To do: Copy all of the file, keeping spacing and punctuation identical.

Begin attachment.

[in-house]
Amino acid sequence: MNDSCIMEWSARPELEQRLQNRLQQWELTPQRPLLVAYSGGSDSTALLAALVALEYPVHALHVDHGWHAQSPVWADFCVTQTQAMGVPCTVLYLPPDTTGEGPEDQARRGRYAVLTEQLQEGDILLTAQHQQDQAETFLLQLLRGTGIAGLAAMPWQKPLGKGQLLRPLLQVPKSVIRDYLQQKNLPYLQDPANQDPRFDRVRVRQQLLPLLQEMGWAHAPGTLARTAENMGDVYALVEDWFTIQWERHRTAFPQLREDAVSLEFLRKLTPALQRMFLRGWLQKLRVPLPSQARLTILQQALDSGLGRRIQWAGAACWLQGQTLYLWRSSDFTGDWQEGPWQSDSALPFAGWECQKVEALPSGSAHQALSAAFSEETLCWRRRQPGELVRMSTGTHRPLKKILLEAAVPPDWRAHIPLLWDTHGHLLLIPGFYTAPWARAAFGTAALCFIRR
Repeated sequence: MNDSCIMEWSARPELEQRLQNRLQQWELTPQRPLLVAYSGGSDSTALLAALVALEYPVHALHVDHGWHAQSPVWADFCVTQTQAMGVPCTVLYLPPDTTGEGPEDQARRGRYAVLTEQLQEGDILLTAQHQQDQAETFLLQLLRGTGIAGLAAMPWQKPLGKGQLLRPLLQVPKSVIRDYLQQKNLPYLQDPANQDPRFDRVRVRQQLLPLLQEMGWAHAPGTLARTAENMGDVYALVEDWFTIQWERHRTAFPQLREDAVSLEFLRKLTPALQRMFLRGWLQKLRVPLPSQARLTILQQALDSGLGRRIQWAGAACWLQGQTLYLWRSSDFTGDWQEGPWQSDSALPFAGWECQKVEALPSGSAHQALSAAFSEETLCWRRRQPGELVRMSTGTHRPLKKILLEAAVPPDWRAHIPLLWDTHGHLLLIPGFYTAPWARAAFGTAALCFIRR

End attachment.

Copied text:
[in-house]
Amino acid sequence: MNDSCIMEWSARPELEQRLQNRLQQWELTPQRPLLVAYSGGSDSTALLAALVALEYPVHALHVDHGWHAQSPVWADFCVTQTQAMGVPCTVLYLPPDTTGEGPEDQARRGRYAVLTEQLQEGDILLTAQHQQDQAETFLLQLLRGTGIAGLAAMPWQKPLGKGQLLRPLLQVPKSVIRDYLQQKNLPYLQDPANQDPRFDRVRVRQQLLPLLQEMGWAHAPGTLARTAENMGDVYALVEDWFTIQWERHRTAFPQLREDAVSLEFLRKLTPALQRMFLRGWLQKLRVPLPSQARLTILQQALDSGLGRRIQWAGAACWLQGQTLYLWRSSDFTGDWQEGPWQSDSALPFAGWECQKVEALPSGSAHQALSAAFSEETLCWRRRQPGELVRMSTGTHRPLKKILLEAAVPPDWRAHIPLLWDTHGHLLLIPGFYTAPWARAAFGTAALCFIRR
Repeated sequence: MNDSCIMEWSARPELEQRLQNRLQQWELTPQRPLLVAYSGGSDSTALLAALVALEYPVHALHVDHGWHAQSPVWADFCVTQTQAMGVPCTVLYLPPDTTGEGPEDQARRGRYAVLTEQLQEGDILLTAQHQQDQAETFLLQLLRGTGIAGLAAMPWQKPLGKGQLLRPLLQVPKSVIRDYLQQKNLPYLQDPANQDPRFDRVRVRQQLLPLLQEMGWAHAPGTLARTAENMGDVYALVEDWFTIQWERHRTAFPQLREDAVSLEFLRKLTPALQRMFLRGWLQKLRVPLPSQARLTILQQALDSGLGRRIQWAGAACWLQGQTLYLWRSSDFTGDWQEGPWQSDSALPFAGWECQKVEALPSGSAHQALSAAFSEETLCWRRRQPGELVRMSTGTHRPLKKILLEAAVPPDWRAHIPLLWDTHGHLLLIPGFYTAPWARAAFGTAALCFIRR